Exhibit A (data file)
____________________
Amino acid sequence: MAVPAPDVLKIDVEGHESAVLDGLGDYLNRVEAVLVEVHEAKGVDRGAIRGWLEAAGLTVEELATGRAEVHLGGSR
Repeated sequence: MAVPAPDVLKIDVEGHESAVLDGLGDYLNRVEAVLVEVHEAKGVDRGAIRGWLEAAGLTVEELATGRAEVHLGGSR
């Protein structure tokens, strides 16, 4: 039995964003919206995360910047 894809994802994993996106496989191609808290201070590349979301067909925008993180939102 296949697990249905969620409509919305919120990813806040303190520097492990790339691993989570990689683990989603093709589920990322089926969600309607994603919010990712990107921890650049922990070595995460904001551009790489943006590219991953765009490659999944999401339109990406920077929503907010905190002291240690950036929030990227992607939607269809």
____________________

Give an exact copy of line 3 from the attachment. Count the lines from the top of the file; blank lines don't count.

């Protein structure tokens, strides 16, 4: 039995964003919206995360910047 894809994802994993996106496989191609808290201070590349979301067909925008993180939102 296949697990249905969620409509919305919120990813806040303190520097492990790339691993989570990689683990989603093709589920990322089926969600309607994603919010990712990107921890650049922990070595995460904001551009790489943006590219991953765009490659999944999401339109990406920077929503907010905190002291240690950036929030990227992607939607269809």